- Intellectual Property - Virtualization makes it more difficult to know who has what information. How do you know your VMs are not walking out the door with critical information and data?
While I tend to agree that these are important issues, it seems that the focus is far too narrow. Organizations are deploying many layers of virtualization technology, not just virtual machine software.
If the organization is heavily focused on cost reduction or cost avoidance, it is likely that it will focus on virtual machine technology and consolidation strategies. In this case, George's comments are right on target. Organizations, however, have other concerns that, in all likelihood, virtual machine technology will not address. Here are a few of those concerns.
- Performance - some organizations are focused on making some of their applications run faster. These organizations are likely to scale out their computing environment by deploying a number of systems and adopting high performance computing/Grid computing software. Virtual machine software is unlikely to be chosen for these applications because of the processing power consumed by this technology. Some of the issues mentioned by George are relevant in this environment but, many of them are not.
- Scalability -some organizations are focused on making application systems support a larger number of customers or staff members. These organizations are also likely to scale out their computing environment by deploying a large number of systems and some form of application virtualization technology. Virtual machine technology may be part of this deployment but other approaches are likely to be used. As before, some of the issues George mentions are relevant and some are not.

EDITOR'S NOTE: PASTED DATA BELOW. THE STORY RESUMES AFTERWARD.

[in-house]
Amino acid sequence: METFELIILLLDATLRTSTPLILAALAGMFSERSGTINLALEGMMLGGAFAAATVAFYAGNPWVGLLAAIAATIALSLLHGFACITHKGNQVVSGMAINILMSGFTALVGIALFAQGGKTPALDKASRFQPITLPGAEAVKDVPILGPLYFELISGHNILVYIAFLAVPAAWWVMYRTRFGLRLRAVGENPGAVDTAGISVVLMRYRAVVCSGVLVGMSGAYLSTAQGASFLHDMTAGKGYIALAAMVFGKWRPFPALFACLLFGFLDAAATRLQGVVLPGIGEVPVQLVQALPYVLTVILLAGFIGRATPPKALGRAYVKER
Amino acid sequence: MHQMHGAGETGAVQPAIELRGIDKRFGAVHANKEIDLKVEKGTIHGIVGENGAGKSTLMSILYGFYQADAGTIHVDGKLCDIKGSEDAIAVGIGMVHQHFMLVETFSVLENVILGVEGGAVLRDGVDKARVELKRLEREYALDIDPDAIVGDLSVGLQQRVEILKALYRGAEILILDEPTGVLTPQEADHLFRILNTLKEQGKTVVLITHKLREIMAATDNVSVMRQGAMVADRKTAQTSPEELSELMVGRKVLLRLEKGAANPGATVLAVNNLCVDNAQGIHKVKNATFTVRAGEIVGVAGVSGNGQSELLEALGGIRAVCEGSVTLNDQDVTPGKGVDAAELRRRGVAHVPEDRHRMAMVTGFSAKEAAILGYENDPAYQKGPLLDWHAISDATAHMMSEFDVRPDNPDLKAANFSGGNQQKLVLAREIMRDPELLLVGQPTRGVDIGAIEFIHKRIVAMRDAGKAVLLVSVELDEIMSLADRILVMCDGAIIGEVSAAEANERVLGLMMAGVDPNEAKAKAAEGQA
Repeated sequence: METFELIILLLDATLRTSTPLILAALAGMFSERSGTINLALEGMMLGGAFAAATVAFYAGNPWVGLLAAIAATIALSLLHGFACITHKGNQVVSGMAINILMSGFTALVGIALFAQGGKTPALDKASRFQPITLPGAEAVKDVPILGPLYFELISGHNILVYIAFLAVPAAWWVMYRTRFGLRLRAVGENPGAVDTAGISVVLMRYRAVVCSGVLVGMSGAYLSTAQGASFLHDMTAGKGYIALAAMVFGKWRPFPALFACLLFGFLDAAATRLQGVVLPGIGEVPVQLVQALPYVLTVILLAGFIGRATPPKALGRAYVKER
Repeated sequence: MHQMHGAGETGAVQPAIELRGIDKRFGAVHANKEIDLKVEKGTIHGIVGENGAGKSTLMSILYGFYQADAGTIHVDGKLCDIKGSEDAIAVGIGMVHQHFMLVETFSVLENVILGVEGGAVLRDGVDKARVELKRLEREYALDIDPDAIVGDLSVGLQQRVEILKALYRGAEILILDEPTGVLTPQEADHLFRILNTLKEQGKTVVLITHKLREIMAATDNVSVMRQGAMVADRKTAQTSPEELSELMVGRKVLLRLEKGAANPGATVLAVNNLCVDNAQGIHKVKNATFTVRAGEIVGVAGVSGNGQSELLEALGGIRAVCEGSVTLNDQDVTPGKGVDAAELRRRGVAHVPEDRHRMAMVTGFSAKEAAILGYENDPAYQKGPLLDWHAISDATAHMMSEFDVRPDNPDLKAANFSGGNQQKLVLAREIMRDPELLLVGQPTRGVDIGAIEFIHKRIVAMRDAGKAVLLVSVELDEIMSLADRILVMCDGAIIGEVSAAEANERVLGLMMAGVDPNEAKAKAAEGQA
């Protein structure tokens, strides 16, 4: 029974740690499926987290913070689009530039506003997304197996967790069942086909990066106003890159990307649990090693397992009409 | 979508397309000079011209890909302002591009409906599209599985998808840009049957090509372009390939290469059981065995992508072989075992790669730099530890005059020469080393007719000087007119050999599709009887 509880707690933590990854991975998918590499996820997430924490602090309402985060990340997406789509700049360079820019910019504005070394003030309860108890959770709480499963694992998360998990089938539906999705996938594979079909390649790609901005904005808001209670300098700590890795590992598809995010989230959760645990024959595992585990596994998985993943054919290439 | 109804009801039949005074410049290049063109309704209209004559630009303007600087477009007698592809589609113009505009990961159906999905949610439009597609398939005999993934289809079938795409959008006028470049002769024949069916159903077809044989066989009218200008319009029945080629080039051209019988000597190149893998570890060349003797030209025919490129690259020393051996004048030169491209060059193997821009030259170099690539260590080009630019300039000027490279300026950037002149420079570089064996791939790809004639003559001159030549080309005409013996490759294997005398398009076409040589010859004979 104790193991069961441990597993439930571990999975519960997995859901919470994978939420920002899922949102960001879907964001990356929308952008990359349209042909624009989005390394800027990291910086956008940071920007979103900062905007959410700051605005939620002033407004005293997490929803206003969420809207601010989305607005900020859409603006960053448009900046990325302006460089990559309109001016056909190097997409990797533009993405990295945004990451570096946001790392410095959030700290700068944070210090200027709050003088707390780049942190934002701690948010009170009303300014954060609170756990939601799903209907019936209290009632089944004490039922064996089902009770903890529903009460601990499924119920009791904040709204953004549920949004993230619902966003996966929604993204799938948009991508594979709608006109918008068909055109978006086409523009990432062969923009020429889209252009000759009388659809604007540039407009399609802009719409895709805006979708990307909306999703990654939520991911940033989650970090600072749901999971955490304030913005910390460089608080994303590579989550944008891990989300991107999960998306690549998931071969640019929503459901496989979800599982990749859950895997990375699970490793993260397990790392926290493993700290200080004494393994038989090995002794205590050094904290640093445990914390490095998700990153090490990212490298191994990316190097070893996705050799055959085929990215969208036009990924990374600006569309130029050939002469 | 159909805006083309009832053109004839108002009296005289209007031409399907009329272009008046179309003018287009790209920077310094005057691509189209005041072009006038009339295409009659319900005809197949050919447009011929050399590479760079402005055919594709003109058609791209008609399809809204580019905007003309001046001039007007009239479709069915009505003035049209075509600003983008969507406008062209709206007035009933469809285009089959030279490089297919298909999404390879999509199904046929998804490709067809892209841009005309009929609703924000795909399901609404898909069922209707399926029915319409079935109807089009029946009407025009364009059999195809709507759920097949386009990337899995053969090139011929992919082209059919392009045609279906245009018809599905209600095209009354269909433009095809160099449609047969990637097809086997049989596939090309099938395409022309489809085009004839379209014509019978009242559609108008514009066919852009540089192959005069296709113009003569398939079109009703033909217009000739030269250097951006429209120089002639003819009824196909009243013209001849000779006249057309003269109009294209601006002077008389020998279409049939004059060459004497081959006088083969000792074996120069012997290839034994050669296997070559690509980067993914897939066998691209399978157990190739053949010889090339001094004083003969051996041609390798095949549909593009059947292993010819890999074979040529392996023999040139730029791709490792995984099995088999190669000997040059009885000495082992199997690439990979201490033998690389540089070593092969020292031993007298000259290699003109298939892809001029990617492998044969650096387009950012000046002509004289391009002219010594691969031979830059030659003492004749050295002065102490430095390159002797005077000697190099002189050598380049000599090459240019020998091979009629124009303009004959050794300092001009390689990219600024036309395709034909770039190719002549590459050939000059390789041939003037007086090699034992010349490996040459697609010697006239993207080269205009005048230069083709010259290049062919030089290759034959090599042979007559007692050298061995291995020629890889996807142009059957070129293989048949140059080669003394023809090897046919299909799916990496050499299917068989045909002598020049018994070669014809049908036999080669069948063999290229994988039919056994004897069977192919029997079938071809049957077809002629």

- Agility -some organizations face a rapidly changing environment and want to make their IT infrastructure deal with a high level of change without also maintaining an environment with a large number of under utilized systems. Virtual processing software, including virtual machine software and partitioned operating system software, are very likely to be part of the creation of an agile environment.
Configuresoft appears to be offering a set of tools that will solve some, but certainly not all, of the detection, creation, provisioning and ongoing management of a virtualized environment. If the organization is heavily focused on cost reduction or cost avoidance strategies, software from Configursoft might be attractive. I would also suggest that these organizations tool at products offered by Virtual Iron, Scalent Systems and a few others.
If the organization is taking a broader view of virtualized environments, other suppliers, that are also taking a broader view, may be a better choice. Organizations in this category might like to become aware of Cassatt, DataSynapse, Qlusters, etc. Do you believe that George has developed the right list of concerns? If not, what would you add to the list? What would you remove from the list?